How to Choose Ski Length: Making Sure you Get it Right

September 27, 2019 by Nadine |  0 Comments

How to Choose Ski LengthWhen picking a soulmate pair of skis, the first step in the process is finding the right length ski. Ski length is influenced by several factors. This post will help to show you how to choose ski length – or at least point you in the right direction.

The first factor to establish is what type of skiing enjoy the most. The other factors include your height, weight, and skiing ability level.

Ski technology is so advanced that finding your most personalized ski length can get pretty exact. The tricky part is pinpointing all of the factors that go into the equation for the perfect length.

Our Method

Whilst there are lot of factors, and it’s a relatively complex topic, we have provided a method you can use to pinpoint a good ski length range for you. If you want to block out all the extra info, you can use the beginner, intermediate and expert ski charts below and add and subtract length, by following the guidelines under those charts. Reading the example is helpful too. Do this and you should find a ski length that will help you to ski/progress at your best.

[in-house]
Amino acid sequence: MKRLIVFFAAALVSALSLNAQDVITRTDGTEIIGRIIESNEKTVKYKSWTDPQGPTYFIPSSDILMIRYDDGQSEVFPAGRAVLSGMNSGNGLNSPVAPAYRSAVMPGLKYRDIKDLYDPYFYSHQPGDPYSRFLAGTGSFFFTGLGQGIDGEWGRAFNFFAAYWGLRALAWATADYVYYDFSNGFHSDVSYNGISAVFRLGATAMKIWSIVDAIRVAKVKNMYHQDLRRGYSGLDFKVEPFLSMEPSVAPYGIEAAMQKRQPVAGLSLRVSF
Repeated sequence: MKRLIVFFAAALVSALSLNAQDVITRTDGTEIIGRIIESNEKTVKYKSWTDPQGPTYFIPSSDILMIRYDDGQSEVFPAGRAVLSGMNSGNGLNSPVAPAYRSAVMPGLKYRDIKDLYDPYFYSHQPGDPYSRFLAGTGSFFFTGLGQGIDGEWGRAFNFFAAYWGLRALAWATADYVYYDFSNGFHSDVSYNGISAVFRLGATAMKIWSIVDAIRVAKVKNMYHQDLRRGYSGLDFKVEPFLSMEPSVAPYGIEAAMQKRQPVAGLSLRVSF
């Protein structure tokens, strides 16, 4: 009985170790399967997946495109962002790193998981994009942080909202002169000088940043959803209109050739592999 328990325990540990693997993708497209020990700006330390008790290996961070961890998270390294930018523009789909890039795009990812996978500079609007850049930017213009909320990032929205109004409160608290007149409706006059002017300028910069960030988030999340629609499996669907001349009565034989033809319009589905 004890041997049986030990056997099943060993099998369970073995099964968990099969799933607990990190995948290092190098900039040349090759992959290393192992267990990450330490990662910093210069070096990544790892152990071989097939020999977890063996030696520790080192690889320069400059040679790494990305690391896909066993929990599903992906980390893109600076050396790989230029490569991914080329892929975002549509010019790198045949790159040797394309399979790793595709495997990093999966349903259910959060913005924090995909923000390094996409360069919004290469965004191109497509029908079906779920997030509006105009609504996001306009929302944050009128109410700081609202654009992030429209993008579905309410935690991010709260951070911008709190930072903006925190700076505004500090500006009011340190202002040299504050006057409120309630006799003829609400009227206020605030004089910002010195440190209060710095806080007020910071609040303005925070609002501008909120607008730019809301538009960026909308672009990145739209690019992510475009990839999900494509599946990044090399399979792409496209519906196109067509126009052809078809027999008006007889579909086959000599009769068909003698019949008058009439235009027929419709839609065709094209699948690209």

Ski Length Charts

The following charts in this article are meant to act as a guideline to help you get in the range of which length of ski is best for you. We start with your weight and height and as your read on, add up the additional points (given in centimeters) that will factor into the adjustment of the length to fit your personal preferences.

But first let’s look at a couple of charts. The first one based on weight and the second based on height.

Weight

Weight Length (cm)
>100lbs (47kg) 140
105-115lbs (48-52kg) 145
115-130lbs (53-58kg) 150
130-145lbs (59-65kg) 155
145-160lbs (66-73kg) 160
160-180lbs (74-82kg) 165
180lbs< (83kg) 170

*Chart and point system borrowed from FreeRide.

Height

Height Length (cm)
>60in (>152cm) 145
60-62in (152-158cm) 150
62-64in (158-163cm) 155
64-66in (163-168cm) 160
66-68in (168-173cm) 165
68-70in (173-178cm)< 175
70-74in (178-188cm) 185